Poet and letterpress artist Dennis Gould began the early 1960s in Stafford Prison. Serving with the Royal Engineers during the 1950s, he later took up the cause of the Committee of 100, the direct-action wing of the anti-nuclear movement, carrying out acts of non-violent civil disobedience for which he was detained at her Majesty’s pleasure.

In 1965 Dennis helped to organise an anarchist fringe festival of poetry at the Octagon in Bath. He continued to campaign and work with Peace News and then in 1967-1968 ‘travelled the land, reading poems in schools and colleges, folk clubs and pubs, CND demonstrations and Quaker meetings, festivals and prisons’. Later in 1968 he moved to Redruth where he ran a community bookshop and edited and published the poetry of Kenneth Patchen, reflecting his lifelong love of the beat poets.

He moved to Bristol, where, in 1970, he founded the performance group, the ‘Riff Raff Poets’ together with Jeff Cloves and Pat van Twest which continued until the latter’s death in 2008. They were a lively presence at Glastonbury Festivals, Green Gatherings and protest camps where they provided many a barbed riposte to the barbed-wire outposts of the industrial-military complex.

Dennis and co-editor Jeff Cloves also worked closely with illustrator Clifford Harper to design Visions of Poesy: An Anthology of Anarchist Poetry, published by Freedom Press in 1994. Favourites again included the beat poets – he has forged a long acquaintance with Lawrence Ferlinghetti – the Romantics and of course Gloucestershire’s own beloved Laurie Lee.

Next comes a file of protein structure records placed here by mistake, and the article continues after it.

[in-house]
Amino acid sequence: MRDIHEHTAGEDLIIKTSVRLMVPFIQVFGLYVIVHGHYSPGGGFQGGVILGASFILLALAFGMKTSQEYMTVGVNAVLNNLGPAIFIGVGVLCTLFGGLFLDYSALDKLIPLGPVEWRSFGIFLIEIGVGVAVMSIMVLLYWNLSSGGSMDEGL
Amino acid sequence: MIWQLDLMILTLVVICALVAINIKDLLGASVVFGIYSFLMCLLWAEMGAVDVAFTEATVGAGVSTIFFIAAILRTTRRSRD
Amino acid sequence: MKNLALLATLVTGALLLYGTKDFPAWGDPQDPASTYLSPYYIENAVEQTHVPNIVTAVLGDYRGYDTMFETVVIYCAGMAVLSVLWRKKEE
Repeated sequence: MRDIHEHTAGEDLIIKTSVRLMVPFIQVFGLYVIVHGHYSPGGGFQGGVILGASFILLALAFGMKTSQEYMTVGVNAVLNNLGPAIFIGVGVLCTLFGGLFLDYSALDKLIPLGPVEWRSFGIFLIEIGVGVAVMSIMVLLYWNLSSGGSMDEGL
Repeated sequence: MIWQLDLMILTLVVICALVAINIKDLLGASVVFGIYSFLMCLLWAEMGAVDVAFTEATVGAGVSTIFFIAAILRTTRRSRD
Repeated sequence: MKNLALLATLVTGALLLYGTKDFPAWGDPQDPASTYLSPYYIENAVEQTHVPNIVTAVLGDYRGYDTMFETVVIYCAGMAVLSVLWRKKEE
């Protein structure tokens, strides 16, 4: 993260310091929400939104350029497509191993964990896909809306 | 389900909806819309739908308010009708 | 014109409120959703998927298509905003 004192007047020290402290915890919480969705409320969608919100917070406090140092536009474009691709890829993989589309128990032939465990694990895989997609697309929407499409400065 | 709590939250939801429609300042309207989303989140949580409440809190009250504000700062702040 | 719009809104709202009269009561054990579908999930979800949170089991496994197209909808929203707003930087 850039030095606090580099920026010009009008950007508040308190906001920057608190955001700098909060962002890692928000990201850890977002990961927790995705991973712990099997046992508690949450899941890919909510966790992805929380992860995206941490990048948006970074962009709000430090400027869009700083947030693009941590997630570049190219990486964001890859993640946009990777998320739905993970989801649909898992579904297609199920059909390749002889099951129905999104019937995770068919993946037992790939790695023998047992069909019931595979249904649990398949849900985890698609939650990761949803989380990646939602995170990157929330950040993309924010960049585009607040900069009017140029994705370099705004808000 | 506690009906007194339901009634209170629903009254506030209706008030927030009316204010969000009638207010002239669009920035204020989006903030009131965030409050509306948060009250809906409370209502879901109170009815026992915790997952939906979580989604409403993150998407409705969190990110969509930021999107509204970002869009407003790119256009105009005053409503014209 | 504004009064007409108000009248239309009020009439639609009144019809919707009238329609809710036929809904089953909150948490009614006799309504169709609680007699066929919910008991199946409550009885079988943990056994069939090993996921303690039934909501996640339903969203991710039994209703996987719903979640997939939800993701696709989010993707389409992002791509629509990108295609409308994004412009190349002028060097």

More than a quarter of a century ago, Dennis was given the opportunity to try letterpress to produce some of his work. Enthralled by the experience, he also realised that control over the process ensured more autonomy in the production of his work. Since at least the time of William Tyndale, rebels – and nervous authorities – have realised that control of printing and the written word means the control of information and power. The development of cheap offset lithography advanced a revolution in people’s radical media in the 1960s, bringing the capacity for cheaper printing within the means of local groups.

In Dennis Gould’s hands letterpress is radical technology in the field of art and design. He uses bespoke fonts for to make his own highly distinctive posters and cards. He is both the composer and compositor of poetry. Both versifying and printing require the careful selection of the right elements for the right place. Dennis’s use of letterpress enables him to combine the abstract and aesthetic qualities of poetry with tactile physical materials. He prints onto high-quality handmade papers and recycled textiles, maps and even playing cards. Other ingredients that go into his art are good quality inks, jazz, anarchy, football, bicycles, protest, images of the natural world as well as generous amounts of skill, concentration and patience. The distinctive letter press posters, postcards and leaflets that result can be seen throughout Gloucestershire and in numerous anti-war and anarchist publications.

Today Dennis is an elder no-statesman among West Country anarchists. He is also a pamphleteer, cyclist, habitué of The Woolpack in the Slad Valley (once Laurie Lee’s local) allotment gardener, former football referee and still loves to recite poetry. He is a familiar face in Stroud where he runs a Saturday street stall to distribute his prints, produced in his workshop in the town centre at the Star Anise Café.

Dennis Gould wearing Stroud Football Poets shirt

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